Interesting political undertone to your comment. I always get the feeling Americans don't know how much most of the rest of the world struggles to live.
> but this implication that you can just give up the material world and be a musician making minimum wage and be happy is silly.
Equally naive implication that somehow living a complex life in a jetski or having a comfortable suburban existence will make you "happy" either
Much to learn young grasshoppah
The good news is that the public school is very instructive - my kids are 'rebeling' against the seven deadly sins they are seeing there.
I was not implying that a complex life in a jet ski or comfortable suburban existence would make you happy, I was implying that giving up your education or watching your children die for lack of medicine would make you unhappy.
Read between the lines old grasshoppah
I think he is really talking about a mindset here. Also a lot of monks and nuns give up things and are happy.
You are correct. The vast majority of people cannot pursue their dream life because they cannot give up their iPhone and other material things; we are a consumeristic society.
This isn't about giving up your iPhone. It's about giving up your insulin, giving up your car that you need to get to your job, giving up birth control, giving up the daycare that takes care of your children so that you can go to your job, giving up dentistry, giving up repairing the hole in your roof that causes a leak into your bathroom, giving up your college classes, or giving up your children's college classes.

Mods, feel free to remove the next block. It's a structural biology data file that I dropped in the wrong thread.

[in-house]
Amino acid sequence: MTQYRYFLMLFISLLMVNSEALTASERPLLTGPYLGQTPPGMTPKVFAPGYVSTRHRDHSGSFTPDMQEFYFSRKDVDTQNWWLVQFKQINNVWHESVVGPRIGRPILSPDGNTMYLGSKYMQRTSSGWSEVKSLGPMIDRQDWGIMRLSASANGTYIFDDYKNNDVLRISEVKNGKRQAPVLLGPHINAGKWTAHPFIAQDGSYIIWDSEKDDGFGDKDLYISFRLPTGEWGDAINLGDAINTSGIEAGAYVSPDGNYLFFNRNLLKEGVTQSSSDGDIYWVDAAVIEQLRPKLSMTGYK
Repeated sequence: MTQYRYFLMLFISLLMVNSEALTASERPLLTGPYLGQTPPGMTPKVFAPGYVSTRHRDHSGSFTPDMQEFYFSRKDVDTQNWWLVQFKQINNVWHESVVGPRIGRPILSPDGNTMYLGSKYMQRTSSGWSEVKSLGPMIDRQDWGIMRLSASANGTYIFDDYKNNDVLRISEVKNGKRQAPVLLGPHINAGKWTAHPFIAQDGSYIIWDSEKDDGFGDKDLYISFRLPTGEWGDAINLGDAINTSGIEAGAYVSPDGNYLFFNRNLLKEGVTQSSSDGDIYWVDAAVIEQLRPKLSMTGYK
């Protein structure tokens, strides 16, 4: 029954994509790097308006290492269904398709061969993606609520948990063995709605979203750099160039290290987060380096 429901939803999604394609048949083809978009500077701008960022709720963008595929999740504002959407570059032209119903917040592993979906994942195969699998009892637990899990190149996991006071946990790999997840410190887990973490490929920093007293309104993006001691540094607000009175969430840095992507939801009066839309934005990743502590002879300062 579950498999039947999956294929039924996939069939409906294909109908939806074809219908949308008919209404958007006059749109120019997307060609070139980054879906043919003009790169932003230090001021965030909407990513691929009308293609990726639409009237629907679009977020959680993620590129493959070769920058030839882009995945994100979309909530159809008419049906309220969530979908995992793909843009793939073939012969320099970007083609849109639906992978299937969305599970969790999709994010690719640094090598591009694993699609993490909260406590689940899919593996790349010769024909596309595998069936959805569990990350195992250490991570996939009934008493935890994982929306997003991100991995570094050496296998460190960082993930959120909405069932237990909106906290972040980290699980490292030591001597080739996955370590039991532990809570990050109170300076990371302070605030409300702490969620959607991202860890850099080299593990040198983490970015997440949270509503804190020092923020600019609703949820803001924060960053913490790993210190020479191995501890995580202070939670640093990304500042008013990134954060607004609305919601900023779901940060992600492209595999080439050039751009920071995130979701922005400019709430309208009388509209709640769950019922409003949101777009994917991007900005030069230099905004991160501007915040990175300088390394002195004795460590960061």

Think twice. Just because you have it easy doesn't mean everyone does.
I am not the one making ignorant comment or logical fallacies.
Still, if everyone engaged with the economy the way I do, the economy as we know it would collapse. I feel that my luck is simply in being different rather than anything else.
Today's economy not only is based on people buying thing they don't need, with money they don't have, to impress people they don't like; but also it is rooted to the core of the ID and Ego, it's a quasi-spiritual experience, and, like all belief-system, when challenged, it would bring out its ugly side.
Did you read the book: The Millionaire Next Door? You'd enjoy that. I bet your local library has it.
Or want a family or just have kids then the lower end of independent finances is much higher.